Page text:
Reduction of the enamine double bond introduces the crucial relative stereochemistry at the 3 and 4 carbon atoms of the piperidine ring. The present reduction does not occur with complete stereoselectivity. Experimental studies have shown several conditions to be important so as to optimize the quantity of compound having the desired α-methyl substituent at the 3-position of the piperidine ring.
The catalysts employed in the process of the present invention are chosen from among the various palladium catalysts. Such palladium catalysts include palladium on carbon, palladium on calcium carbonate and palladium chloride on calcium carbonate.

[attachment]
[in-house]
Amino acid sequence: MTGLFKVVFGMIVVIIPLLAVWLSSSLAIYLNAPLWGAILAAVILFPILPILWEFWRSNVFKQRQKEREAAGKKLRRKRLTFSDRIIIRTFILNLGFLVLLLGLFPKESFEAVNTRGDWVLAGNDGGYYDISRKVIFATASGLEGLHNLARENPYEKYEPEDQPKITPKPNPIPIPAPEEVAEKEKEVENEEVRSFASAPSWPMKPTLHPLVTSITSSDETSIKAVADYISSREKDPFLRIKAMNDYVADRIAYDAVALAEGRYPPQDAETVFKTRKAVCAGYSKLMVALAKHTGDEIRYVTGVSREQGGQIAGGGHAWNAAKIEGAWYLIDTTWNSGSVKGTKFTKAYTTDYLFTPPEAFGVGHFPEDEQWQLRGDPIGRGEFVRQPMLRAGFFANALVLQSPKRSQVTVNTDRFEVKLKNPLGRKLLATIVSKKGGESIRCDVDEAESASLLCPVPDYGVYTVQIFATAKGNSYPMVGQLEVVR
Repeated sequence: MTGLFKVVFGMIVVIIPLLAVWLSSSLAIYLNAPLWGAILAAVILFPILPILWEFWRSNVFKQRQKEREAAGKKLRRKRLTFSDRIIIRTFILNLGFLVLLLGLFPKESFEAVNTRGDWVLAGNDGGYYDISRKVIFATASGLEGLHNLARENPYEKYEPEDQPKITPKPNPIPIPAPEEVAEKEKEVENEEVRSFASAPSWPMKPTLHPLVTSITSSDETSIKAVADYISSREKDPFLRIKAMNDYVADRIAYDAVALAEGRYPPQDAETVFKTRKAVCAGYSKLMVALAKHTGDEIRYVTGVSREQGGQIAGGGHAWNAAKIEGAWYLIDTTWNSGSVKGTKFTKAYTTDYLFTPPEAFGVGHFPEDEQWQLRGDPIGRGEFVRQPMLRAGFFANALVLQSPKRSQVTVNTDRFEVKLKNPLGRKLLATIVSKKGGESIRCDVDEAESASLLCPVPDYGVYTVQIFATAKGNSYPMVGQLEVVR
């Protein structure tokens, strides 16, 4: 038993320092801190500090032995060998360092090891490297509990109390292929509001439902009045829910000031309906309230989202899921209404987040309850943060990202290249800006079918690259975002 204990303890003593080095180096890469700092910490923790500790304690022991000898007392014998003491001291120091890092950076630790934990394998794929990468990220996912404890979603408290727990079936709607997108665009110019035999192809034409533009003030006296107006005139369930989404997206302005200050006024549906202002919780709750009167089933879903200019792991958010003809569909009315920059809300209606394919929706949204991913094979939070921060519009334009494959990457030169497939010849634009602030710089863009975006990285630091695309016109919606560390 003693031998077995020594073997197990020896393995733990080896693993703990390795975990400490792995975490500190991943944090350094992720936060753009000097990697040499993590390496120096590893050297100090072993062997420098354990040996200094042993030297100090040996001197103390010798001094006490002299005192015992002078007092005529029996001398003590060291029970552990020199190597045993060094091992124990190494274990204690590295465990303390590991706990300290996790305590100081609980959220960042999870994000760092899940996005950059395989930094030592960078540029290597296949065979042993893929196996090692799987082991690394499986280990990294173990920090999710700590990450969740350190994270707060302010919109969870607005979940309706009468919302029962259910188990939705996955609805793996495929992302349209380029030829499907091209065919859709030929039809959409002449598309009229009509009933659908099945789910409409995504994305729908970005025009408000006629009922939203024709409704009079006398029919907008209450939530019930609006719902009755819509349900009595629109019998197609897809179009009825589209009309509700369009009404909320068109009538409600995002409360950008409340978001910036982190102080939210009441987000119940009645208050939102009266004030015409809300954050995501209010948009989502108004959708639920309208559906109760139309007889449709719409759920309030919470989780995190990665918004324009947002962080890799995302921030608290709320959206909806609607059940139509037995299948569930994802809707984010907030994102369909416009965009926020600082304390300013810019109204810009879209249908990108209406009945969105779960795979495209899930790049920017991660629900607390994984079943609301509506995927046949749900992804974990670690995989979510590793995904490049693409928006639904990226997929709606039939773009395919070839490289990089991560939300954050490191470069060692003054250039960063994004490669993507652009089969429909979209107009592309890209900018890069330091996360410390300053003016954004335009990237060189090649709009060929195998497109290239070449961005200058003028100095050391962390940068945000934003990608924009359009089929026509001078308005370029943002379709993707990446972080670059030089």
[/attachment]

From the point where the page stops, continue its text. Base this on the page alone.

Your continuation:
The catalytic hydrogenation step of the process of the present invention is preferably conducted in a basic reaction medium as an acidic reaction medium is detrimental to a proper stereochemical outcome. Suitable bases for use in this reaction include the amine bases, especially triethylamine. The alkali metal hydroxides may also be employed, for example sodium hydroxide and potassium hydroxide. Further, employing catalysts having a basic substrate also contribute to the presence of a basic reaction medium. Preferred catalysts of this type are palladium on calcium carbonate and palladium chloride on calcium carbonate. When triethylamine is used as the base for the hydrogenolysis, no other solvent is needed. However, other solvents may be used with triethylamine in this step of the process. Suitable solvents include the alcohols, such as methanol or ethanol, as well as ethyl acetate, tetrahydrofuran, toluene, hexane, and the like. However, when more than an equivolume of ethanol is combined with triethylamine stereoselectivity of the reaction decreases, that is, more 3β-methylpiperidine is synthesized.